How we rate: our writers tend to review music they like within their preferred genres.
Sound Advice is Patti Austin's first pure pop album in ten years and, as a vocalist, Austin has always moved easily between genres. Austin excels when she's paired with a producer who can bring out her strengths and the material matches her ability. The Real Me (Qwest, 1988) was an example, where the singer and the songs were perfectly matched, but this time around Austin has chosen songs that don't compliment her.
Whatever else Austin is, she's no rock singer and she proves it with an utterly wrongheaded take on the Rolling Stones
's "Gotta Serve Somebody." Within that trio of tunes by classic rock acts lies the problem that ultimately sinks Sound Advice : Austin often has no feel for the material, and comes across as stiff and forced.
Rock is as much an attitude as it is a style of music. Austin is game, but she can't pull it off and keyboardist Greg Phillinganes' unimaginative arrangements don't help matters. "Victor" is a leaden dirge, with Shelly Berg
's sparse piano accompanying Austin's dreary delivery, alternating between being tedious and ponderous. Classics such as "My Way" and "Lean On Me" might seem to be squarely in Austin's comfort zone, but they are botched by trite arrangements.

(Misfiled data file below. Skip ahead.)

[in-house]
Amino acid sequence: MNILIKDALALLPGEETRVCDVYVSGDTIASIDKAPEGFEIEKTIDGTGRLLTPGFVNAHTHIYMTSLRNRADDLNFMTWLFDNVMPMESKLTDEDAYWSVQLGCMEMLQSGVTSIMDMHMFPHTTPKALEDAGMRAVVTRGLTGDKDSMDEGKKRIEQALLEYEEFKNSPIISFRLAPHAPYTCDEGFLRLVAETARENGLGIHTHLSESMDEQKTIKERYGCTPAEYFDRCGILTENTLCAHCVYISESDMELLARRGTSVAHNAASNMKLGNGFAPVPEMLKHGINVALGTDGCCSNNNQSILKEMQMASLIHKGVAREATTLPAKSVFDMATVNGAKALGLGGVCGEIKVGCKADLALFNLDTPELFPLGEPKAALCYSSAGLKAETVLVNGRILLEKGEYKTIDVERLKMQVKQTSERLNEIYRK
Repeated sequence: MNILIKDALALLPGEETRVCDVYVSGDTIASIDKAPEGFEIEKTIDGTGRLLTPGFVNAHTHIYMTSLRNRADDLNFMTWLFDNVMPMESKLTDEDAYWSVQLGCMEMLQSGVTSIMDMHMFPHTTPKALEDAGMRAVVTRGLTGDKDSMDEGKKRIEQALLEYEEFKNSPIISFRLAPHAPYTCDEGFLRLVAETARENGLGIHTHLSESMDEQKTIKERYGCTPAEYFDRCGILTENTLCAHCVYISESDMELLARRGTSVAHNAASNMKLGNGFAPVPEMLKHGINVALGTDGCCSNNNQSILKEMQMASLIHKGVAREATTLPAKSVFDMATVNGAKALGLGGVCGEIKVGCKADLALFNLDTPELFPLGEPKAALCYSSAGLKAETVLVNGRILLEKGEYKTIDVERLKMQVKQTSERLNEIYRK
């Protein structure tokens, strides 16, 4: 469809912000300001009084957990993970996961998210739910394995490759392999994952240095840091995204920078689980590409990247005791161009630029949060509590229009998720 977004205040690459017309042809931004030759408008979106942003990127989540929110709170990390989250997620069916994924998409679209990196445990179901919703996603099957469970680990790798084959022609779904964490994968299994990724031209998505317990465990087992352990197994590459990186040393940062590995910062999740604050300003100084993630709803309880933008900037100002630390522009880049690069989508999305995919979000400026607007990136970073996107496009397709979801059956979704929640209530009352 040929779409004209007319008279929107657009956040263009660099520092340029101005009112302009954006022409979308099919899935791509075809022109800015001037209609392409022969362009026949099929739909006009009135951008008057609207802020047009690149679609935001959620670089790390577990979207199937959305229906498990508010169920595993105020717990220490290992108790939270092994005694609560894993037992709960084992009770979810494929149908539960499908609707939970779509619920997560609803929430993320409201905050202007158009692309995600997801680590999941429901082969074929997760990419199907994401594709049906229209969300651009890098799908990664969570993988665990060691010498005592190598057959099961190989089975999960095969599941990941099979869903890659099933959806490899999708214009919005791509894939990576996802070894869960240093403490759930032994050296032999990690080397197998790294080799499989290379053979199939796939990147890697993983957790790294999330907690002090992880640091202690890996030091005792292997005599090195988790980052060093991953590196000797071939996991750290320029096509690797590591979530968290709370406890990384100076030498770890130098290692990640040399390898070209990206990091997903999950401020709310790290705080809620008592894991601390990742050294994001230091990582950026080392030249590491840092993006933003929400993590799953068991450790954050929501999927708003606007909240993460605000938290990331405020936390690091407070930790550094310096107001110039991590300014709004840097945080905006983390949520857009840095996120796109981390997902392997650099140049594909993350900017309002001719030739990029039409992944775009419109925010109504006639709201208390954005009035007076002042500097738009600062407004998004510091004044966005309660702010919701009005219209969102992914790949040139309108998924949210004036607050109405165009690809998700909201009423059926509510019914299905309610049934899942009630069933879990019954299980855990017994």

The risk involved in covering well-known songs is that they won't improve on the originals, but the least an artist can do is try to put his/her own individual stamp on it. When Austin and Peabo Bryson tackled "The Closer I Get To You" on Fourplay's Elixir (Warner Bros, 1986), their version may not have surpassed the Roberta Flack/Donny Hathaway original, but it was a worthy interpretation, not a pale imitation.
Sound Advice bottoms out on Depeche Mode's "Enjoy the Silence," which sputters along as Austin drones in a stilted monotone that's meant to invoke detachment, but only comes off as dullness. Austin has mastered Ella Fitzgerald
, but figuring out European synth-pop seems to have baffled her.
It's hard to say exactly what went wrong here. It isn't as if Austin has lost anything as a vocalist; it's more that she never really embraces the material as she did on The Real Me, and without being fully engaged to the songs she can't fully sell them.
Sound Advice is,consequently, a minor entry in a major artist's catalog.
Track Listing: You Gotta Be; By the Grace of God; Round and Round; You Can't Always Get What You Want; Let 'Em In; Gotta Serve Somebody; Vincent; Lean On Me; Give It Up; My Way; Enjoy the Silence
Personnel: Patti Austin: vocals; Tim Heintz: Bosendorfer piano, keyboard: Greg Phillingaines; Tim Heintz: piano, organ & keyboard; Ricky Lawson: drums; Freddie Washington: bass; John Robinson: bass; James Harrah: guitar; Luis Conte: percussion; Fire Choir: background vocals (1); Dean Parks: guitar; Brian Bromberg: bass; Gregg Field: drums; Choir: Perri Sisters/Carolyn, Darlene & Lorraine, Alvin Chea, Lamont Van Hook, Oren Waters, Fred White; Trevor Lawrence: drums & percussion, Lynne Fiddmont: background vocals, Lamont Van Hook: backing vocals, Fred White: backing vocals; Paul Jackson, Jr.: guitar; Ian Martin: bass; Shelley Berg: piano (7) keyboards (11); Neil Stubenhaus: bass; John Robinson: drums (9)